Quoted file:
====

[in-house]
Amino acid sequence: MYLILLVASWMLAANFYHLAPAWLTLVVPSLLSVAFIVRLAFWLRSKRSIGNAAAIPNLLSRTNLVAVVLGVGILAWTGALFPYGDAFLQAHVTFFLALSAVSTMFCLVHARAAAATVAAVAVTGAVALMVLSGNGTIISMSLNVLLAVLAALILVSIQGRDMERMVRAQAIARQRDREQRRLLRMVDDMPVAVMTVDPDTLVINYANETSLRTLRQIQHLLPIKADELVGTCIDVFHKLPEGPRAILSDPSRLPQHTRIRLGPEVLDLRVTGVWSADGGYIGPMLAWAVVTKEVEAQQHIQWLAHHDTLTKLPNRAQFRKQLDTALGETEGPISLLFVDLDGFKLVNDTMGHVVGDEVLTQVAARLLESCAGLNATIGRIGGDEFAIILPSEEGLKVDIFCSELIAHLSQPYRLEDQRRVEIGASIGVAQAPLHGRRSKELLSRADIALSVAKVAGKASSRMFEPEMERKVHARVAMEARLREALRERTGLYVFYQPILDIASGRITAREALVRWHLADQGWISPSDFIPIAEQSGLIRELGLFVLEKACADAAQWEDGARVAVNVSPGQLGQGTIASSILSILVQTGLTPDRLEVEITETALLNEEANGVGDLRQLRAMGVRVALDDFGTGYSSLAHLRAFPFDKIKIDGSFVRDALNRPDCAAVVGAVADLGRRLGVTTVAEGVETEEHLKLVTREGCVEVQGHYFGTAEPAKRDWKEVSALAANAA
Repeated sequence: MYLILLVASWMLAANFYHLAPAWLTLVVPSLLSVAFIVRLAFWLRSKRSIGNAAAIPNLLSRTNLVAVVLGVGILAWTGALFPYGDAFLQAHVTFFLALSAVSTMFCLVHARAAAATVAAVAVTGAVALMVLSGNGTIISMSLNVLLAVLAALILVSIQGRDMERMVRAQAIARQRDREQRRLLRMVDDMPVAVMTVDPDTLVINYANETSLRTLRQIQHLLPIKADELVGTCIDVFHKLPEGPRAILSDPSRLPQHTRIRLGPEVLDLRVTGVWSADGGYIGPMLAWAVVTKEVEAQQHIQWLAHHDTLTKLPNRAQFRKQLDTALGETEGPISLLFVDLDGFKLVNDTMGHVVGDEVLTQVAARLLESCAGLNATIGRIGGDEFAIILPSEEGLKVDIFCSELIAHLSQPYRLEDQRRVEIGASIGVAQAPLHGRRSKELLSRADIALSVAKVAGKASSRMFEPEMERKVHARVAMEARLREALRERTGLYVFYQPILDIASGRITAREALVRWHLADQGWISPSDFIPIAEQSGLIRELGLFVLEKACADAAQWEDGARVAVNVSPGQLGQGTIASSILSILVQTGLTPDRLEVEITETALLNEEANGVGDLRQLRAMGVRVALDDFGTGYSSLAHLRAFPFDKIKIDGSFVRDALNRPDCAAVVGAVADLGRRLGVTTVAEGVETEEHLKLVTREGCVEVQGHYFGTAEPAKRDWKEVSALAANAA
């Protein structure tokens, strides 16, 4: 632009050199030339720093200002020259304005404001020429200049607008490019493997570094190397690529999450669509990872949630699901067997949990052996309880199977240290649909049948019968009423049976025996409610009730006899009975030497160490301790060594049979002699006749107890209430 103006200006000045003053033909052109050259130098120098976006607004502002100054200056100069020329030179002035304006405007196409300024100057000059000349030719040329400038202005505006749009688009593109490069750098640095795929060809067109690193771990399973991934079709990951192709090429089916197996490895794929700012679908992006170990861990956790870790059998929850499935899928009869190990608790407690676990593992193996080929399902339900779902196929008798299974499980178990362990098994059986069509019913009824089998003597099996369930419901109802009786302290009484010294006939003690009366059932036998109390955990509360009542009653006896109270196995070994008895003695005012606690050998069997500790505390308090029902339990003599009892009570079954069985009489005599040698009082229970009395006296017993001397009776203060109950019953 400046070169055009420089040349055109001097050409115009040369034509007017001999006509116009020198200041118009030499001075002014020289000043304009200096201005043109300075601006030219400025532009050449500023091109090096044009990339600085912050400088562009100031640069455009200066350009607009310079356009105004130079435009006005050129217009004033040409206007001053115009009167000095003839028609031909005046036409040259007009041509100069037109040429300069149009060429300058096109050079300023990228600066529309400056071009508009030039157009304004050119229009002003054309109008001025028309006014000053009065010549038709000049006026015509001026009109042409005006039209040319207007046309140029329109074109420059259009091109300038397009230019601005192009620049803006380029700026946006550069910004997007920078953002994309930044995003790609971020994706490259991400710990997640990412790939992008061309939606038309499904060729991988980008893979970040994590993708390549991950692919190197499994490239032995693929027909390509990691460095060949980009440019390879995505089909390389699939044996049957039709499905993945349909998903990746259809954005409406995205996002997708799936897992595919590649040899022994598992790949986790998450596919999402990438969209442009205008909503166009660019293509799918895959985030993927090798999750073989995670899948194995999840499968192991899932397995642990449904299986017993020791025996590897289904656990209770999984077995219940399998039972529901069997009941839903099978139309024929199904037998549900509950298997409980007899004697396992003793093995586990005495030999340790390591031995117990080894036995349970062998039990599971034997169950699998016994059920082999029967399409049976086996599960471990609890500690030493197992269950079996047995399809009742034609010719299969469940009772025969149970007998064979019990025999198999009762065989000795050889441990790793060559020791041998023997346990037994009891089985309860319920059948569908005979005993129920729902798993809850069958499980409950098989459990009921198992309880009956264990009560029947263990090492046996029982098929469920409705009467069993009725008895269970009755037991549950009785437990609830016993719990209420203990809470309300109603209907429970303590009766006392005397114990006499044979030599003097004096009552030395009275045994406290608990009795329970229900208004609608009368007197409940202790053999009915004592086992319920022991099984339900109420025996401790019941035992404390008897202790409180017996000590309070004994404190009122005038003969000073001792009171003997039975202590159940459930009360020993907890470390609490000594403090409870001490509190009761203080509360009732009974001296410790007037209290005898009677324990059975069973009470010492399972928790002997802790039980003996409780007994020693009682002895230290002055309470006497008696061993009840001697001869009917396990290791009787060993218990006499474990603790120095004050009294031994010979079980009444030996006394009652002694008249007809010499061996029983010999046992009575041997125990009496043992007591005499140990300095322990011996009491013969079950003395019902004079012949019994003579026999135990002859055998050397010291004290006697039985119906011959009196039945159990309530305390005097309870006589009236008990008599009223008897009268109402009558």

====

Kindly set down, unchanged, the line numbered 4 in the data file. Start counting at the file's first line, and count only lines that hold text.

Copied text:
């Protein structure tokens, strides 16, 4: 632009050199030339720093200002020259304005404001020429200049607008490019493997570094190397690529999450669509990872949630699901067997949990052996309880199977240290649909049948019968009423049976025996409610009730006899009975030497160490301790060594049979002699006749107890209430 103006200006000045003053033909052109050259130098120098976006607004502002100054200056100069020329030179002035304006405007196409300024100057000059000349030719040329400038202005505006749009688009593109490069750098640095795929060809067109690193771990399973991934079709990951192709090429089916197996490895794929700012679908992006170990861990956790870790059998929850499935899928009869190990608790407690676990593992193996080929399902339900779902196929008798299974499980178990362990098994059986069509019913009824089998003597099996369930419901109802009786302290009484010294006939003690009366059932036998109390955990509360009542009653006896109270196995070994008895003695005012606690050998069997500790505390308090029902339990003599009892009570079954069985009489005599040698009082229970009395006296017993001397009776203060109950019953 400046070169055009420089040349055109001097050409115009040369034509007017001999006509116009020198200041118009030499001075002014020289000043304009200096201005043109300075601006030219400025532009050449500023091109090096044009990339600085912050400088562009100031640069455009200066350009607009310079356009105004130079435009006005050129217009004033040409206007001053115009009167000095003839028609031909005046036409040259007009041509100069037109040429300069149009060429300058096109050079300023990228600066529309400056071009508009030039157009304004050119229009002003054309109008001025028309006014000053009065010549038709000049006026015509001026009109042409005006039209040319207007046309140029329109074109420059259009091109300038397009230019601005192009620049803006380029700026946006550069910004997007920078953002994309930044995003790609971020994706490259991400710990997640990412790939992008061309939606038309499904060729991988980008893979970040994590993708390549991950692919190197499994490239032995693929027909390509990691460095060949980009440019390879995505089909390389699939044996049957039709499905993945349909998903990746259809954005409406995205996002997708799936897992595919590649040899022994598992790949986790998450596919999402990438969209442009205008909503166009660019293509799918895959985030993927090798999750073989995670899948194995999840499968192991899932397995642990449904299986017993020791025996590897289904656990209770999984077995219940399998039972529901069997009941839903099978139309024929199904037998549900509950298997409980007899004697396992003793093995586990005495030999340790390591031995117990080894036995349970062998039990599971034997169950699998016994059920082999029967399409049976086996599960471990609890500690030493197992269950079996047995399809009742034609010719299969469940009772025969149970007998064979019990025999198999009762065989000795050889441990790793060559020791041998023997346990037994009891089985309860319920059948569908005979005993129920729902798993809850069958499980409950098989459990009921198992309880009956264990009560029947263990090492046996029982098929469920409705009467069993009725008895269970009755037991549950009785437990609830016993719990209420203990809470309300109603209907429970303590009766006392005397114990006499044979030599003097004096009552030395009275045994406290608990009795329970229900208004609608009368007197409940202790053999009915004592086992319920022991099984339900109420025996401790019941035992404390008897202790409180017996000590309070004994404190009122005038003969000073001792009171003997039975202590159940459930009360020993907890470390609490000594403090409870001490509190009761203080509360009732009974001296410790007037209290005898009677324990059975069973009470010492399972928790002997802790039980003996409780007994020693009682002895230290002055309470006497008696061993009840001697001869009917396990290791009787060993218990006499474990603790120095004050009294031994010979079980009444030996006394009652002694008249007809010499061996029983010999046992009575041997125990009496043992007591005499140990300095322990011996009491013969079950003395019902004079012949019994003579026999135990002859055998050397010291004290006697039985119906011959009196039945159990309530305390005097309870006589009236008990008599009223008897009268109402009558």